90. George Frideric Handel [365 Composers for 2013]


31st March – George Frideric Handel

Handel (23rd February 1685 – 14th April 1759) is our composer for 31st March, to mark Easter Sunday.
Nationality: German born, British
Lifespan: 74 years
Genre: Baroque
Education: Halle, Hamburg
Fame Ranking: 1

We’ve picked Handel for our Easter Sunday composer, because his celebrated oratorio “Messiah” was actually originally a work written for the Easter celebration. It was premiered in Dublin on April 13, 1742.

Handel was born in Germany to a family which were not keen on his musical pursuits. He played keyboard in his attic so that no one would hear him. As a young man he took up positions as an organ player and violinist, and then travelled to Italy where he immersed himself in opera. On his return to Germany he became a composer in Hannover court. His employer was the Elector of Hannover, who went on to become King George I of England. It was with these connections that Handel moved over to England in 1712, becoming an English citizen about 15 years later.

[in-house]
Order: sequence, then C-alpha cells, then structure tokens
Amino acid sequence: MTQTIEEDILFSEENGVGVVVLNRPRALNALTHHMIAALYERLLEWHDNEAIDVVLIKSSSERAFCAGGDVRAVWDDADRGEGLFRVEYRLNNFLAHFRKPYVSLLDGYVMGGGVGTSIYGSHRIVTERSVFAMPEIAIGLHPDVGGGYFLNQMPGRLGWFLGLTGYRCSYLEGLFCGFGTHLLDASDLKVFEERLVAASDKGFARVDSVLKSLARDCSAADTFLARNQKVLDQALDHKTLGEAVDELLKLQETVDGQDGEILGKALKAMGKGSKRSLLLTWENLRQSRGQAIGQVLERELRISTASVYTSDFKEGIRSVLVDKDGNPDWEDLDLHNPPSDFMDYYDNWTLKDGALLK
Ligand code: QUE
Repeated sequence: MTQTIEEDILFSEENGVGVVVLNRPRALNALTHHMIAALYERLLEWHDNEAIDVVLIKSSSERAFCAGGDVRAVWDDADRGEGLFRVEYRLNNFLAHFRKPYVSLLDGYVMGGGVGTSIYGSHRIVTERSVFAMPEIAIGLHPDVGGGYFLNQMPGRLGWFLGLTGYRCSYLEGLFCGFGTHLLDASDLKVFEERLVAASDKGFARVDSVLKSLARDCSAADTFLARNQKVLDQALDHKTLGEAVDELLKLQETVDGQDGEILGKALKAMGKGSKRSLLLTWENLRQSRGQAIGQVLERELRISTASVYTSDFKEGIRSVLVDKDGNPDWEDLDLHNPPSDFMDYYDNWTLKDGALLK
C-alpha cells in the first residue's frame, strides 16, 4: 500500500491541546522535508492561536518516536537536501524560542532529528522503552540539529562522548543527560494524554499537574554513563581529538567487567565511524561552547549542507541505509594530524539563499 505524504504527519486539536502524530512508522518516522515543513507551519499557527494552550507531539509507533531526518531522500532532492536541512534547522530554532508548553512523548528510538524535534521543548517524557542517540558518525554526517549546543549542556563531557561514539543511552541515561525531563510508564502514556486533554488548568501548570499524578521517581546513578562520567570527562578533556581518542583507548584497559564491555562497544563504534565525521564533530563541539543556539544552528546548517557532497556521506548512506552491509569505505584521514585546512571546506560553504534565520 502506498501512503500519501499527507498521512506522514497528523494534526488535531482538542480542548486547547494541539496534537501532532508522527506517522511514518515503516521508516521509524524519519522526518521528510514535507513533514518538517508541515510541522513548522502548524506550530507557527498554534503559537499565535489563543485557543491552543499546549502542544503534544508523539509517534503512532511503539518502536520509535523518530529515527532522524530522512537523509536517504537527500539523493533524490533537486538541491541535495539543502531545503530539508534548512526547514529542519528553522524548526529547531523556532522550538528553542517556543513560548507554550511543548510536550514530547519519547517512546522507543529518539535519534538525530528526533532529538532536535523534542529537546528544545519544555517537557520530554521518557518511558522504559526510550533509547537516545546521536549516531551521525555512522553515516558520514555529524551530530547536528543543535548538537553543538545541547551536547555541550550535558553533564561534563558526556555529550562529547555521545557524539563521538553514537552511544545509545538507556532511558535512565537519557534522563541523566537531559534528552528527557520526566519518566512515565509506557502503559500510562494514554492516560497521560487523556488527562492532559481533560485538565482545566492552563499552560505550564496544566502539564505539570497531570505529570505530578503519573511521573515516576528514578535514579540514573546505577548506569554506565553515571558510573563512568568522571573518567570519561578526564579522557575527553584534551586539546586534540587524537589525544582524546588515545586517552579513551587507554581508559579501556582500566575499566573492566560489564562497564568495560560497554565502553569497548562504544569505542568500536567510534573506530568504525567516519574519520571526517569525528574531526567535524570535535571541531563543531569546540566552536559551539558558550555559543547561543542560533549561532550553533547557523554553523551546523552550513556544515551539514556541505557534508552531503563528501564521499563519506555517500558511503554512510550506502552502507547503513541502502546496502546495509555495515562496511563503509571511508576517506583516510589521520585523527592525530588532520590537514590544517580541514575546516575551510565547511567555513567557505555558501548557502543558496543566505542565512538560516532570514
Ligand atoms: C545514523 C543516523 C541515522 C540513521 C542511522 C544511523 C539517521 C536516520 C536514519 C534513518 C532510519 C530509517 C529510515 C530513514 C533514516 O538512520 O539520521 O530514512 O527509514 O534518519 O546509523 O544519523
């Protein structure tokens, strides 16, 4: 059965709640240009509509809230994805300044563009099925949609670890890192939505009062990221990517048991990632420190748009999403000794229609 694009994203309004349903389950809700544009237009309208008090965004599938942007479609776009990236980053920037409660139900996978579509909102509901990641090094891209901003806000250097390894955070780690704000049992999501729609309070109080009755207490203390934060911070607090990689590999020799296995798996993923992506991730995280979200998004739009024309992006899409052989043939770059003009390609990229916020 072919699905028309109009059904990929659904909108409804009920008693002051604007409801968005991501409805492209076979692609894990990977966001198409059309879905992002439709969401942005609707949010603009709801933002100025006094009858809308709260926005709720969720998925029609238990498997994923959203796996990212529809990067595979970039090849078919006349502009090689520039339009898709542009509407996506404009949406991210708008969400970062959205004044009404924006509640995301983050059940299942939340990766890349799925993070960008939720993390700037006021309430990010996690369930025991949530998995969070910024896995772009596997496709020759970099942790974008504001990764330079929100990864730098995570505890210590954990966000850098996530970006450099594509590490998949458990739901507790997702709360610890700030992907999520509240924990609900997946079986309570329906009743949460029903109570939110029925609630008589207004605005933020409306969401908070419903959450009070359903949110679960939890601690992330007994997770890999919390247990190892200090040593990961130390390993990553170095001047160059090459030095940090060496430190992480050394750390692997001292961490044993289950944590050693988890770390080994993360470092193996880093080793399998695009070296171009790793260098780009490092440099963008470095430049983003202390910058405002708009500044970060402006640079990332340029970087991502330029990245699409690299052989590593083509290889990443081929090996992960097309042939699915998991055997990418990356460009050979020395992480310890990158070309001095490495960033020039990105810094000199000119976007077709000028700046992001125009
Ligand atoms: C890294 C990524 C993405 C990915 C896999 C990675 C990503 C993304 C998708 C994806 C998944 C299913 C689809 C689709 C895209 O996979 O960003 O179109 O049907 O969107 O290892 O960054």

Handel was a prolific composer who was highly regarded in his own lifetime and who is held in equally high esteem today. He wrote  over forty operas, as well as anthems, oratorios and organ concertos. His most famous works, apart from the “Messiah”, include his “Water Music” (written at George I’s request for a concert on the River Thames), and “Music for the Royal Fireworks” (which took place in London’s Green Park).

Here is the famous “Hallelujah Chorus” from the “Messiah”. Happy Easter!


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